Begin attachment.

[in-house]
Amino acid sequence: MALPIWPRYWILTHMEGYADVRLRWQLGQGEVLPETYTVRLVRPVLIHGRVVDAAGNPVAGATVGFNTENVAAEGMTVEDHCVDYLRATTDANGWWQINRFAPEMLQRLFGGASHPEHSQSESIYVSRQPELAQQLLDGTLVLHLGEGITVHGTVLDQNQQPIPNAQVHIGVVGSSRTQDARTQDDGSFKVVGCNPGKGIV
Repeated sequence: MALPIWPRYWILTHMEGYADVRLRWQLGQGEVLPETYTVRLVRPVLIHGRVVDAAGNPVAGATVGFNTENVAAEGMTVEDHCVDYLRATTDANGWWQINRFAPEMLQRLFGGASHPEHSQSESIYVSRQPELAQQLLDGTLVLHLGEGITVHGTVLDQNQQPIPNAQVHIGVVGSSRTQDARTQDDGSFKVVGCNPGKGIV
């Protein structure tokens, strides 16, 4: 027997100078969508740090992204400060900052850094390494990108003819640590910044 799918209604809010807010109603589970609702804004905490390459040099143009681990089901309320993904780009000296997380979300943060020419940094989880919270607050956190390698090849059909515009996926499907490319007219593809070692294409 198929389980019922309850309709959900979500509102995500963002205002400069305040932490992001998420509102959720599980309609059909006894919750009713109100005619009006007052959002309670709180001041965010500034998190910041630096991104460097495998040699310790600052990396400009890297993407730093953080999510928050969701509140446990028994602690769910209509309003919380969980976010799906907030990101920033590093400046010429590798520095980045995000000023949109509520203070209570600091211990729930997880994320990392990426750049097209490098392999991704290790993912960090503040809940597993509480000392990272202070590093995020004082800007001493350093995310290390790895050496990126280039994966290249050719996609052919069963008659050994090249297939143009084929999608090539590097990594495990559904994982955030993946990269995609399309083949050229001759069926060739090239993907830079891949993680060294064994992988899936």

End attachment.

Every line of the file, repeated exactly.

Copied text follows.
[in-house]
Amino acid sequence: MALPIWPRYWILTHMEGYADVRLRWQLGQGEVLPETYTVRLVRPVLIHGRVVDAAGNPVAGATVGFNTENVAAEGMTVEDHCVDYLRATTDANGWWQINRFAPEMLQRLFGGASHPEHSQSESIYVSRQPELAQQLLDGTLVLHLGEGITVHGTVLDQNQQPIPNAQVHIGVVGSSRTQDARTQDDGSFKVVGCNPGKGIV
Repeated sequence: MALPIWPRYWILTHMEGYADVRLRWQLGQGEVLPETYTVRLVRPVLIHGRVVDAAGNPVAGATVGFNTENVAAEGMTVEDHCVDYLRATTDANGWWQINRFAPEMLQRLFGGASHPEHSQSESIYVSRQPELAQQLLDGTLVLHLGEGITVHGTVLDQNQQPIPNAQVHIGVVGSSRTQDARTQDDGSFKVVGCNPGKGIV
């Protein structure tokens, strides 16, 4: 027997100078969508740090992204400060900052850094390494990108003819640590910044 799918209604809010807010109603589970609702804004905490390459040099143009681990089901309320993904780009000296997380979300943060020419940094989880919270607050956190390698090849059909515009996926499907490319007219593809070692294409 198929389980019922309850309709959900979500509102995500963002205002400069305040932490992001998420509102959720599980309609059909006894919750009713109100005619009006007052959002309670709180001041965010500034998190910041630096991104460097495998040699310790600052990396400009890297993407730093953080999510928050969701509140446990028994602690769910209509309003919380969980976010799906907030990101920033590093400046010429590798520095980045995000000023949109509520203070209570600091211990729930997880994320990392990426750049097209490098392999991704290790993912960090503040809940597993509480000392990272202070590093995020004082800007001493350093995310290390790895050496990126280039994966290249050719996609052919069963008659050994090249297939143009084929999608090539590097990594495990559904994982955030993946990269995609399309083949050229001759069926060739090239993907830079891949993680060294064994992988899936």